This can be an incredibly harmful reason to publicly share something that, in essence, is a very private exercise. Don't feel that you have to agree to things you wouldn't usually agree to or being nice to everyone. If you aren't entirely comfortable, you may want to call into question your motivation to be so public about your self-care activities.

Consider that your fear of missing out (FOMO) and need to share luxurious indulgences may actually be influenced by insecurities around social interactions and socializing. Listen carefully and critically to messages from the diet and cosmetics industries. They've capitalized on mass marketing self-care products through words that promise things that seem too good to be true. Recognize these as inauthentic and do your homework before spending your hard earned money.

You may also want to think for a moment about how, culturally, we have normalized alcohol and drug consumption and masked it as self-care. What we know to be addictive behaviour can sometimes be overlooked when shopping for retail goods, viewing beloved television shows and characters, and attending gatherings or events. Those tea towels with the humorous saying about why it’s okay to pour yourself another glass of wine or to chuckle at a story about how a character accidentally ate a particular batch of brownies feel harmless. However, we need to consider that this has the potential to overlook how dangerous this can be for someone who struggles with addiction as part of their daily life. In these circumstances, purported self-care activities can be self-destructive.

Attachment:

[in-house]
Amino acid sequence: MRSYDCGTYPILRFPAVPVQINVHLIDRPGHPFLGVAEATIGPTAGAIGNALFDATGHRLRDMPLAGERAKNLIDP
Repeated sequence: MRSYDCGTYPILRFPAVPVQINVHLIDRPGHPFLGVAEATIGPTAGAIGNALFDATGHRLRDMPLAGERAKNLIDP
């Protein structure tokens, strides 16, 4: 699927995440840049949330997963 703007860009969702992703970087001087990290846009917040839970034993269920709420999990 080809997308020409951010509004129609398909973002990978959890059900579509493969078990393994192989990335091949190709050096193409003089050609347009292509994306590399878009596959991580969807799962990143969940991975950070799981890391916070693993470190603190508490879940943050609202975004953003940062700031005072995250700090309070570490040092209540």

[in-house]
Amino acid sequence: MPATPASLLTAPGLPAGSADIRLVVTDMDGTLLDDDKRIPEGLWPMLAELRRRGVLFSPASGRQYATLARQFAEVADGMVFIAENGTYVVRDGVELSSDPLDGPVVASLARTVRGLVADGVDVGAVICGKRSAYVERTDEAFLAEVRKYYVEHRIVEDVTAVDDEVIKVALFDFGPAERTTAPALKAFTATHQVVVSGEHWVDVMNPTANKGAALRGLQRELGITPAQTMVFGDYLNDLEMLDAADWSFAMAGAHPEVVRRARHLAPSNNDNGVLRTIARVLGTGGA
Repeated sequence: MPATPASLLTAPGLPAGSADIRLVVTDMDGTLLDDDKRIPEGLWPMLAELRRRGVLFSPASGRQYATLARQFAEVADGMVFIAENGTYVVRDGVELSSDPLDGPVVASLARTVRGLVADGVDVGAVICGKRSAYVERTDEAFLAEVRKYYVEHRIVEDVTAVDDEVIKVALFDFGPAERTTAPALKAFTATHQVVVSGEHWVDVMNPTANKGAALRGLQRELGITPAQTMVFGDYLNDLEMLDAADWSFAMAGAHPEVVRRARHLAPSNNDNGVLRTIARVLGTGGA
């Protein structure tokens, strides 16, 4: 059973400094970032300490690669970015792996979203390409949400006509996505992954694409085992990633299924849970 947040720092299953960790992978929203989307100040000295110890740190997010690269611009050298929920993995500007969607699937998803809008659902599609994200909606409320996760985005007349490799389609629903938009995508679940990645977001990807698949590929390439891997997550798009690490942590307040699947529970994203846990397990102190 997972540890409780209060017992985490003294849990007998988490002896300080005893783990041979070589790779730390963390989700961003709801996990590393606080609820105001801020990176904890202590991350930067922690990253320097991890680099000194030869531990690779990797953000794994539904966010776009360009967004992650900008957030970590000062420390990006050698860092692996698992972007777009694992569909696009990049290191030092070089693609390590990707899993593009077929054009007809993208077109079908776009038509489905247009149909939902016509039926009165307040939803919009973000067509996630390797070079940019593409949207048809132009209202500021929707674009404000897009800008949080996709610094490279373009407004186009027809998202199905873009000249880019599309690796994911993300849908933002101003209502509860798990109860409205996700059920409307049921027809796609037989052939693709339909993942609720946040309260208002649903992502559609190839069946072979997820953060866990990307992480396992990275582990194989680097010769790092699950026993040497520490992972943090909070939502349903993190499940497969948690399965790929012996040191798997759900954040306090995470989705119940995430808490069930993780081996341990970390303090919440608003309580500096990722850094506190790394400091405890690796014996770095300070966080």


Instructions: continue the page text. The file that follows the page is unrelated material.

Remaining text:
Creating a plan for regular and long-term self-care

It’s important to recognize warning signs or indications that you need to take time for self-care. Feeling distracted, burnt-out and having difficulty concentrating, experiencing brain fogginess, or being unusually emotional are all indicators.

Thankfully, developing a good self-care practice in its purest form consists of four things that won’t cost you a lot of money, nor a lot of time:

  • Getting enough sleep – Aim for between 7-8 hours at night, and if you can manage it, plan for a mid-afternoon nap of 20 minutes. Rest is essential to reset our brains after the events of each day. Going to sleep is like a deep cleaning. Physiologically and mentally, it can work wonders.
  • Eat well, be inspired by proper nutrition – Get inspired to add more healthy foods to your diet and reduce consumption of things that are not nourishing. Having a special favourite meal or food is excellent, in moderation.
  • Make time to lead an active lifestyle – The least expensive way to exercise is to go for a walk. You don’t need any costly equipment or memberships. You can head out the door and explore the world or take the dog around the block. Plan for at least 30 minutes of exercise each day as part of a good self-care practice.